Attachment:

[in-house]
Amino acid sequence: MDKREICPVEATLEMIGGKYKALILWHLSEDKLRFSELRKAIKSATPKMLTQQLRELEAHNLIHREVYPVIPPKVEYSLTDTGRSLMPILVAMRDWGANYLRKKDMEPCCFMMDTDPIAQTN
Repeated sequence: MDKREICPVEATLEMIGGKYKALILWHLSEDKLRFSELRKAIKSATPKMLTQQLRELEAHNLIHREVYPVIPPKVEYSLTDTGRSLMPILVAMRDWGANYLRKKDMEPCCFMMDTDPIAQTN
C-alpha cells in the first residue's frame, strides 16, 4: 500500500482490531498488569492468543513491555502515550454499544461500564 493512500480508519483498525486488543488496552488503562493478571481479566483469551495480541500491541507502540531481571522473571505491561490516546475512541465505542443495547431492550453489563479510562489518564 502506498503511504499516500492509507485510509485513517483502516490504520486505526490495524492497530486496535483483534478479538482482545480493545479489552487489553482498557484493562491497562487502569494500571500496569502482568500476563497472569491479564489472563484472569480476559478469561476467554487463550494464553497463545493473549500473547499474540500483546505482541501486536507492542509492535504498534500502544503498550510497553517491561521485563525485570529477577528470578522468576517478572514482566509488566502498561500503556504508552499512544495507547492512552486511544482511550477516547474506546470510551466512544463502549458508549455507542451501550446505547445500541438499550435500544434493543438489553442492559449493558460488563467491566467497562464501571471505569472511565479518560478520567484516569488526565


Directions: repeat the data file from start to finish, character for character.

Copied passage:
[in-house]
Amino acid sequence: MDKREICPVEATLEMIGGKYKALILWHLSEDKLRFSELRKAIKSATPKMLTQQLRELEAHNLIHREVYPVIPPKVEYSLTDTGRSLMPILVAMRDWGANYLRKKDMEPCCFMMDTDPIAQTN
Repeated sequence: MDKREICPVEATLEMIGGKYKALILWHLSEDKLRFSELRKAIKSATPKMLTQQLRELEAHNLIHREVYPVIPPKVEYSLTDTGRSLMPILVAMRDWGANYLRKKDMEPCCFMMDTDPIAQTN
C-alpha cells in the first residue's frame, strides 16, 4: 500500500482490531498488569492468543513491555502515550454499544461500564 493512500480508519483498525486488543488496552488503562493478571481479566483469551495480541500491541507502540531481571522473571505491561490516546475512541465505542443495547431492550453489563479510562489518564 502506498503511504499516500492509507485510509485513517483502516490504520486505526490495524492497530486496535483483534478479538482482545480493545479489552487489553482498557484493562491497562487502569494500571500496569502482568500476563497472569491479564489472563484472569480476559478469561476467554487463550494464553497463545493473549500473547499474540500483546505482541501486536507492542509492535504498534500502544503498550510497553517491561521485563525485570529477577528470578522468576517478572514482566509488566502498561500503556504508552499512544495507547492512552486511544482511550477516547474506546470510551466512544463502549458508549455507542451501550446505547445500541438499550435500544434493543438489553442492559449493558460488563467491566467497562464501571471505569472511565479518560478520567484516569488526565